A plaque located on the courthouse lawn in Marble Hill recalls Civil War actions in the County. Marble Hill, then called Dallas, was the scene of considerable activity. In January, 1862, Major Jones Rawalt, with 100 Union troops, took 18 prisoners in the town, and from April 2 to 4 of that year, Marble Hill was occupied by Col. S.D. Kitchens, with 120 Confederate troops who held its citizens prisoners. On August 24, 1862, some 300 Confederates under Col. W. L. Jeffers attacked four companies of the Twelfth Cavalry Missouri State Militia led by Major B. L. Lazear, on Crooked Creek in Bollinger County. After a short fight, the Union troops were driven back.
Marble Hill lies along the Old Military Road from Jackson to Greenville, a road much travelled by both Union and Confederate troops during the war. It is along the Old Military Road that visitors will find the grave of the lone Union soldier. During the war a group of Union soldiers travelling the road stopped at a home along the way to ask for milk for a wounded soldier being carried in a wagon. The injured man died a short time later and was buried beside the road. For many years the grave had no marker. One evening a couple passing by the grave noticed something white. They discovered a tombstone with the inscription "W. Woods, Union Soldier. Died For His Country." No one ever learned who had placed the marker.
Nearby, in Wayne County, a monument in the Cowen Cemetery marks the graves of seven Confederate soldiers, several with family ties in Bollinger County, who were shot by Union troops in Arkansas after they surrendered on May 28, 1865.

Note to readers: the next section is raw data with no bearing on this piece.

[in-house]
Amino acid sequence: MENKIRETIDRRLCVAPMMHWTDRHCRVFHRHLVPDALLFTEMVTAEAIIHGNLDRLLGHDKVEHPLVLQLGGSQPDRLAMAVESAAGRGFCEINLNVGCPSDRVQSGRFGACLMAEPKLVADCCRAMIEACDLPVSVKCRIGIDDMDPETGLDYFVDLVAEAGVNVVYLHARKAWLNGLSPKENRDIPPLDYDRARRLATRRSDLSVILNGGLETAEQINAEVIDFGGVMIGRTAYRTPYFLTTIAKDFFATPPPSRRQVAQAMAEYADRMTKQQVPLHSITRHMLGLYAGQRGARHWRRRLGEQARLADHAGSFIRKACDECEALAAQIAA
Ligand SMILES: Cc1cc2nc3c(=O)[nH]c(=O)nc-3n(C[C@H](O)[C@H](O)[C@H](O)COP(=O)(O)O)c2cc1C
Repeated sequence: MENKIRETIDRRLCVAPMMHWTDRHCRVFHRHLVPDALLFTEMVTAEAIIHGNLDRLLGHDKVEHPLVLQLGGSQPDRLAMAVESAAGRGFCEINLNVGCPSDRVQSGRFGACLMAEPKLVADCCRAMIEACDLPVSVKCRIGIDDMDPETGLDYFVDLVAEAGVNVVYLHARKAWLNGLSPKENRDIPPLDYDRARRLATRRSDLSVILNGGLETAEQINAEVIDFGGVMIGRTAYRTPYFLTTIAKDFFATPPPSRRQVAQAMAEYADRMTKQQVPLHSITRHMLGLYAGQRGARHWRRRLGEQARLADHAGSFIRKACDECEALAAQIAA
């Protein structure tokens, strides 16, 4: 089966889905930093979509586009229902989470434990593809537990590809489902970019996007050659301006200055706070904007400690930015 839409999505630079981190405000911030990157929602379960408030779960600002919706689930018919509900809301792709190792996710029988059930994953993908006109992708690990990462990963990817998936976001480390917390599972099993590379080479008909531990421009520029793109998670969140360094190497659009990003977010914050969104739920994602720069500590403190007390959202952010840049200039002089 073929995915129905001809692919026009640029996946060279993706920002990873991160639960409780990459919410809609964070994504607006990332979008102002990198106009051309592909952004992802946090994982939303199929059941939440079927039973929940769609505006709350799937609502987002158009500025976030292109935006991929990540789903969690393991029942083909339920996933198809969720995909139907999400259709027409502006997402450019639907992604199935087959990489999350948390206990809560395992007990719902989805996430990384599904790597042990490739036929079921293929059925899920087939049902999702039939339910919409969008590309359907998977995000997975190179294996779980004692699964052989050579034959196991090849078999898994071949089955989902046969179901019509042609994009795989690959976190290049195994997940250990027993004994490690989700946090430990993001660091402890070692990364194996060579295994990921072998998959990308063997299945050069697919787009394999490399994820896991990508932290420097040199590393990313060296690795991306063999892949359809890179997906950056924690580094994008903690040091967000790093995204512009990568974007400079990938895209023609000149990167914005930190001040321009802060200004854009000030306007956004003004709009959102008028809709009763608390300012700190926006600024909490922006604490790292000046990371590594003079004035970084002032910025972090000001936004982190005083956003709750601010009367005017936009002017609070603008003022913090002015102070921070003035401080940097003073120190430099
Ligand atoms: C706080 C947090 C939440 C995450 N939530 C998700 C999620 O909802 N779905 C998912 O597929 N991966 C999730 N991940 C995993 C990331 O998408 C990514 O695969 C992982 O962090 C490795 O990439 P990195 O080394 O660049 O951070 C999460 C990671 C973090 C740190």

The story of the Patterson family who lived four miles south of Marble Hill, is a vivid reminder of the savagery of the war. Here, along what was once the main trail to Zalma, William Patterson, a Confederate officer, his wife, and their four young children were murdered, and their bodies weighted with rocks and thrown into the deep spring on their farm. The family's house was burned and it was several weeks before the bodies were found. They were buried on a hill near the spring. After the murders, late travelers on the old trail told of seeing a blue light that seemed to float above the spring on dark, stormy nights, and the spring came to be thought of as haunted. Visitors often spent the night in Marble Hill rather than travelling past the spring at night.
Greenbrier Cemetery, in southern Bollinger County, contains a mass grave discovered many years ago. An investigation of the grave determined the plot contained the remains of Confederate solders. Uniforms, coats, buttons and skeletal remains were found. The remains are thought by some to be those of Confederate troops under the command of Captain Daniel McGee who were killed by Union troops in the Mingo Swamp on February 3 or 4, 1863. Although accounts may very, over 20 Confederates were killed in the encounter, while no Union soldiers were injured. Although McGee is documented in the National Archives as being a Confederate officer, Union troops at the time considered him an outlaw.